Delivering Successful Customer Outcomes to reduce costs, 27 improve revenue and enhance ServiceSome of these success stories include Virgin, South West, BestBuy,FedEx Kinko, Zara plus others and examine emerging best practiceand its implications for everyone.Delivering Successful CustomerOutcomes to reduce costs,improve revenue and enhanceService“Simplicity is the ultimate sophistication” - Leonardo Da VinciCompetition, globalization, conformance, complexity are all thingsforcing us to look at how work gets done. To do it better, faster,cheaper.And boy are we trying. We are looking at efficiency, effectivenessand waste. We monitor the numbers; put them into dashboards andscorecards and….wait.The language of business seems to be about the battle betweencompanies and customers. What about the phrase ‘front line’ or‘customer engagement’? Even ‘the customer is always right’. Theyare all confrontational.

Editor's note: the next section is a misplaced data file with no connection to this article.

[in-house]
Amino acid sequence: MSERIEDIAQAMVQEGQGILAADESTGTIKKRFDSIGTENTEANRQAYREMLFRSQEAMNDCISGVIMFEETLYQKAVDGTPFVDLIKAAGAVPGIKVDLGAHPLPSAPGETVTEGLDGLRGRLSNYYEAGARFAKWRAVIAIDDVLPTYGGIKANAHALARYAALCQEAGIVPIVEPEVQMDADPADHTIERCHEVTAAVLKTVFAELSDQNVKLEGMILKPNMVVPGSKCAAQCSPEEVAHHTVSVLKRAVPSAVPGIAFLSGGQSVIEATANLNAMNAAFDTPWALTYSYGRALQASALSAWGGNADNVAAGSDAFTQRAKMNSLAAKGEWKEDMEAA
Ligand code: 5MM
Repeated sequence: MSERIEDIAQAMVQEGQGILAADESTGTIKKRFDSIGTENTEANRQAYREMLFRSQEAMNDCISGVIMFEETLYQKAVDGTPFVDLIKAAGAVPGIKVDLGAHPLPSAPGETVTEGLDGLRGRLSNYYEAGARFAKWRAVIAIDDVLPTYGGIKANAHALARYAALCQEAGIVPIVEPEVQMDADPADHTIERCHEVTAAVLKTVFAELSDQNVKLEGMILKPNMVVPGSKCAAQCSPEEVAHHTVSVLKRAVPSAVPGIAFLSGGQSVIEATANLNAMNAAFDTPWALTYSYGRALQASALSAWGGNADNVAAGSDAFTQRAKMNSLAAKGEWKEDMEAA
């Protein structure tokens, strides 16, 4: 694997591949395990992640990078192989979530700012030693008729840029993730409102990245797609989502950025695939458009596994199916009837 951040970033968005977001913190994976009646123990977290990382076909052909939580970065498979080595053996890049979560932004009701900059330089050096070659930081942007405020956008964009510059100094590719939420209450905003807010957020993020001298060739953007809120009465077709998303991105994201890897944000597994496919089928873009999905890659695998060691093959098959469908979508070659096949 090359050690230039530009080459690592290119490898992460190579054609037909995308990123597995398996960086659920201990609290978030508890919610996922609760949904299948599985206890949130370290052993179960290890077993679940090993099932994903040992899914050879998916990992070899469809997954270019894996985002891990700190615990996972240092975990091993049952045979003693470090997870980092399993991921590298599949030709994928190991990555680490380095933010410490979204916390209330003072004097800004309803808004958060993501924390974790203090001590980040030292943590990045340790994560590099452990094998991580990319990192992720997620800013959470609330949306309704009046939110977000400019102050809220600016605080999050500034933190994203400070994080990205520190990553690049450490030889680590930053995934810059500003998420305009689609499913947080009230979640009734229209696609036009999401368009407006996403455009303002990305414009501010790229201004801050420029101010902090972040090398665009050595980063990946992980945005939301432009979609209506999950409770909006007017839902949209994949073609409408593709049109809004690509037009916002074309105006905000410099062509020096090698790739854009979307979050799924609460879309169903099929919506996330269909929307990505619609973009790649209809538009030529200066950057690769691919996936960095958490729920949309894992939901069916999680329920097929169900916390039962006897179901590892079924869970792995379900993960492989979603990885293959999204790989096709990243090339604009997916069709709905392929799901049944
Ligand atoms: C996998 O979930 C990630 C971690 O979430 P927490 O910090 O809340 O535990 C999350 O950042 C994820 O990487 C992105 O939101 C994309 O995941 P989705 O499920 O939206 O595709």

Delivering Successful Customer Outcomes to reduce costs, 28 improve revenue and enhance ServiceThink about how we organize ourselves. If I asked you to sketch yourorganisation chart what it would look like? Yes, a hierarchicalpyramid with the ‘big jobs’ at the top. Why is that so? It is a mind-set that was created in the Industrial Revolution c. 1770.An effective strategy for the 21st century?So why organize ourselves and work in this way?Because we always have. Now changing times, new and volatiledemands are meaning that those ways of doing stuff are just nolonger as effective.Organisations who understand this have “There is only one boss.already transformed to newer more The customer.vitalized business model. And he can fire everybodyLet’s review a couple of examples. in the company from theZara, the world’s leading fashion retailer chairman on down, simplytake 10 Days from design concept to by spending his moneyactually placing merchandise in their somewhere else”.stores. This process ‘sense and respond’ Sam Walton,is a seismic shift in performance founder Wal-Mart.compared with previous industry normof 9-12 months..